Additional embodiments provide VDI image transcoding. For instance, after applying font smoothing or other operations to the VDI desktop image, the image could be transcoded to a different VDI protocol for a given VDI endpoint or could be transcoded to a conventional streaming media format like H.264 for display on any compatible media device. In other embodiments, H.264 data is transcoded to a VDI format compatible with the desktop client and/or a first VDI format is transcoded to a second VDI format.

At 908, the virtual desktop image is sent to the desktop client associated with the hosted virtual desktop. In an example embodiment, the desktop image sent to the desktop client is a fully rendered bitmap image. In particular embodiments, the fully rendered desktop image is provided to a display buffer associated with the desktop client. In other example embodiments, the fully rendered desktop image may be provided to the desktop client in a VDI protocol stream or a conventional media stream, like H.264.

Described above are example embodiments. It is, of course, not possible to describe every conceivable combination of components or methodologies, but one of ordinary skill in the art will recognize that many further combinations and permutations of the example embodiments are possible. Accordingly, this application is intended to embrace all such alterations, modifications and variations that fall within the spirit and scope of the appended claims interpreted in accordance with the breadth to which they are fairly, legally and equitably entitled.

Claims (21)

The invention claimed is:
1. An apparatus to graphically enhance and transcode virtual desktop images transmitted from a hosted virtual desktop (HVD) server at a data center to an HVD client at a target location remote from the data center, without increasing a processing load of the HVD server and without increasing consumption of bandwidth between the data center and the target location, the apparatus comprising:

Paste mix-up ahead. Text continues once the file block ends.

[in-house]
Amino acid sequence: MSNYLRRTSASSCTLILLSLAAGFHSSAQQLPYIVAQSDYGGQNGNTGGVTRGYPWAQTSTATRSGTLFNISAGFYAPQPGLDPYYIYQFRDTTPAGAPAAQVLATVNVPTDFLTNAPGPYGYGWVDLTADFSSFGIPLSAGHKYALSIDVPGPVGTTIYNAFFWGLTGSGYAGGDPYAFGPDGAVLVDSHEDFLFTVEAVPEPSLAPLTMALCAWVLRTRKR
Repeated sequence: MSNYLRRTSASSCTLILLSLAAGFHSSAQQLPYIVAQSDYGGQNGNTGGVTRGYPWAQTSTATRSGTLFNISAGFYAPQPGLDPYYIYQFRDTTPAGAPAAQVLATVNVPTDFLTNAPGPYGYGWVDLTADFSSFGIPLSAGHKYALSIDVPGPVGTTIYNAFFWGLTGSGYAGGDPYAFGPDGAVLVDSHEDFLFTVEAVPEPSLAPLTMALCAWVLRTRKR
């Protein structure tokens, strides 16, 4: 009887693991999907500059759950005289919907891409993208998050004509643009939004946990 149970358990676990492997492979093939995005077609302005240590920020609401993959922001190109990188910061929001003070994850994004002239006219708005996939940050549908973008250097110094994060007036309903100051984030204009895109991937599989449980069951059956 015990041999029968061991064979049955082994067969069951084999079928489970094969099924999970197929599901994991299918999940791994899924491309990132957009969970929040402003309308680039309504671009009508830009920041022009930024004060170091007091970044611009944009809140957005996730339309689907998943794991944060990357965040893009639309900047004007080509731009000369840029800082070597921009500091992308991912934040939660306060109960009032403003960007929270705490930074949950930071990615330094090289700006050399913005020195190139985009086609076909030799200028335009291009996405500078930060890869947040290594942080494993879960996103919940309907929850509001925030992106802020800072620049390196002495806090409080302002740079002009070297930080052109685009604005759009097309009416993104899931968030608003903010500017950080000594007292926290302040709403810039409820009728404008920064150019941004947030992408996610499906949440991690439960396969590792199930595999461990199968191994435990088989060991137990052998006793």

graphical processing logic; and
an interface operatively coupled with the graphical processing logic, the interface configured to establish: (i) a remote network connection with the HVD server via a remote network and (ii) a local network connection with an HVD client via a local network;
wherein the graphical processing logic receives image data, including enhancement data, via the interface and from the HVD server at the data center remote from the target location, by consuming a measure of remote bandwidth of the remote network;
wherein, prior to the image data received over the remote network from the HVD server being forwarded to the HVD client, the graphical processing logic performs a graphical processing operation on the image data based on the enhancement data and in order to create a rendered, bitmapped virtual desktop image;
wherein the graphical processing logic transcodes the rendered, bitmapped virtual desktop image from a first VDI protocol to a second VDI protocol compatible with the HVD client; and
wherein the interface communicates the transcoded virtual desktop image to the HVD client by consuming a measure of local bandwidth greater than the measure of remote bandwidth;
wherein the virtual desktop image is enhanced and transcoded without increasing a processing load of the HVD server and without consuming any additional bandwidth between the data center and the remote location beyond the measure of remote bandwidth.
2. The apparatus of claim 1, wherein the graphical processing logic performs font smoothing on the image data.
3. The apparatus of claim 2, wherein font smoothing is performed on individual glyphs.
4. The apparatus of claim 2, wherein the font smoothing is performed on a combination of glyphs.
5. The apparatus of claim 2, wherein the font smoothing is performed on a static bitmap image.
6. The apparatus of claim 2, wherein the font smoothing is performed on a desktop window image constructed from a plurality of individual glyphs.